|Review: Abominator - Nuctemeron Descent|
Label: Osmose Productions
Year released: 2003
Review online: January 7, 2004
Reviewed by: Chaossphere
Rated 4.1/5 (82%) (10 Votes)
After emerging from the ashes of Australia's original war metal lunatics Bestial Warlust, Abominator has steadily been building up strength from the inception of their cult Barbarian War Worship demo, from a primal blast of pure speed much in the same style as BW, into the fire-breathing monstrosity which has now unleashed their third full-length assault of psychotic metal. After numerous lineup changes leaving drummer Chris Volcano as the only original member, this heathen war machine is now primed for complete global annihilation. Nuctemeron Descent takes the foundation of extreme speed and spiked-club brutality of Abominator's previous album Subversives For Lucifer and wraps it in a stellar production which provides much needed emphasis on the guitar riffs (something the previous album lacked) and gives the entire soundscape a slightly cleaner edge without sacrificing any primal rawness.
Overall, one can't help but be reminded of old Morbid Angel and Angel Corpse here. The blasting, ferocious drumming, snarled vocals, and classic old school death metal riffs pierced by the occasional tormented lead break all smack of both bands' ability to seamlessly merge sheer violence with thrashing power and a good dose of chaotic melody where needed.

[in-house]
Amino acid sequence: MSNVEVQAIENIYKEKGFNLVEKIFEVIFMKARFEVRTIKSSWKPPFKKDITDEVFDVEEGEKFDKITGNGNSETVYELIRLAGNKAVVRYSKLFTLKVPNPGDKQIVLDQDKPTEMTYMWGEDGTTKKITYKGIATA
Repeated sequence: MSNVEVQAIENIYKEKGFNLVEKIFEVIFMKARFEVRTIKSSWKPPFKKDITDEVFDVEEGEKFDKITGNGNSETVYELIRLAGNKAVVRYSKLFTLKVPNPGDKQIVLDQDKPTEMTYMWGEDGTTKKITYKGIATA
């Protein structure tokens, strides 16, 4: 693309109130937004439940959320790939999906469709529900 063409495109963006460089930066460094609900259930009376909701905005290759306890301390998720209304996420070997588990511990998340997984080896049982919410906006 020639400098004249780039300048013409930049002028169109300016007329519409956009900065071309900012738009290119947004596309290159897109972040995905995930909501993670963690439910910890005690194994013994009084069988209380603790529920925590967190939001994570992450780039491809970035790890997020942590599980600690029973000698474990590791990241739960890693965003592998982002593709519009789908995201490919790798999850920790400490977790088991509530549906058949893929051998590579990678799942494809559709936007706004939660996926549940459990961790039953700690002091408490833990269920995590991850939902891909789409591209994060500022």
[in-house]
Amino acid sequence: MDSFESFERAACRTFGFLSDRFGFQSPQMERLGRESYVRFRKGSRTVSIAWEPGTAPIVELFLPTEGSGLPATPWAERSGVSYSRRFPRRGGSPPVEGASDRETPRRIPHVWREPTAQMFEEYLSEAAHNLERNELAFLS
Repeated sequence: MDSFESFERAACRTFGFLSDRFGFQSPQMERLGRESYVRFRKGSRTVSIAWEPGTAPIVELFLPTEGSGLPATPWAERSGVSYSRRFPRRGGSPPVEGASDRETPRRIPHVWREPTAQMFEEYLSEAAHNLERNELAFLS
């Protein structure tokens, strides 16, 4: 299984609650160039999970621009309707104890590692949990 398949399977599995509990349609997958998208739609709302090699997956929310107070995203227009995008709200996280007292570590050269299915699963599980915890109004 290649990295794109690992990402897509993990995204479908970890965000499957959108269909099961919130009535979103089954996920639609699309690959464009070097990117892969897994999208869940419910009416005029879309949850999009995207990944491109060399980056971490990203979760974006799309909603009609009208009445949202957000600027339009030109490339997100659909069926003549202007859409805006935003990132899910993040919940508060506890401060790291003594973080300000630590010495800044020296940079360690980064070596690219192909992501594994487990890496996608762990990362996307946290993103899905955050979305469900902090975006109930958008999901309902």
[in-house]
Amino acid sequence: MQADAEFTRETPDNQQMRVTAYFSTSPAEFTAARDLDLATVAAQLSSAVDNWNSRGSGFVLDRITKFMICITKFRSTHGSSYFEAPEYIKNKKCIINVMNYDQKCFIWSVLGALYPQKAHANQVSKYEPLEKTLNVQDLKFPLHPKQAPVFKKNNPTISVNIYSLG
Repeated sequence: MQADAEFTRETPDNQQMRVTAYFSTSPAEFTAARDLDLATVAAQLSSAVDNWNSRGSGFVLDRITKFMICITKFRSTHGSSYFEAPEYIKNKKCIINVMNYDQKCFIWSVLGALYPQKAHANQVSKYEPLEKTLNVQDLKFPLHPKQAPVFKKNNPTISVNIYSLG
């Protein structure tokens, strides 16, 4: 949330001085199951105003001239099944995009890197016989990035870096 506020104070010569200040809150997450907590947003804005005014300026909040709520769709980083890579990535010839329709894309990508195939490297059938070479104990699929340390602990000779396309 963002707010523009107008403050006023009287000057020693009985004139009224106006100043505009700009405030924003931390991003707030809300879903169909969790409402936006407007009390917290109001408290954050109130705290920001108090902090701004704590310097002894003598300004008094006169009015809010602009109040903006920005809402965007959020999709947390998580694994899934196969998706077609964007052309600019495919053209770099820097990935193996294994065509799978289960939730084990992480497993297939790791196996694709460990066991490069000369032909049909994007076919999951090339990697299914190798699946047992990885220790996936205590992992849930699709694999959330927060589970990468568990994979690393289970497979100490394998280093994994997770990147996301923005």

Of the 9 songs on this disc, the most impressive have to be the completely unhinged "Necrosexual Thrust" (which is riddled with piercing high-end tremolo riffing amidst the downtuned mayhem), the steamrolling "Scourge Immortalised" and the final 7-minute battery of "The Ultimate Ordinance Of Obliteration". That said, there's not one weak moment here. Every track maintains the same standard of extreme speed and chaotic power... so much that the album becomes somewhat samey, but that's hardly a disadvantage. You'll never catch me complaining about repetition - on the contrary, I have a perverse fondness for albums that stick to the same formula the whole way through, rather than becoming bogged down in unnecessary experimentation or failed attempts at diversity. So, rather than worrying about such trivial matters, i'll just highly recommend this disc to anyone with a taste for well played, extremely fast blackened death metal. Horns up!
|Other related information on the site|
|Review: Barbarian War Worship (reviewed by Michel Renaud)|
Review: Subversives for Lucifer (reviewed by Michel Renaud)
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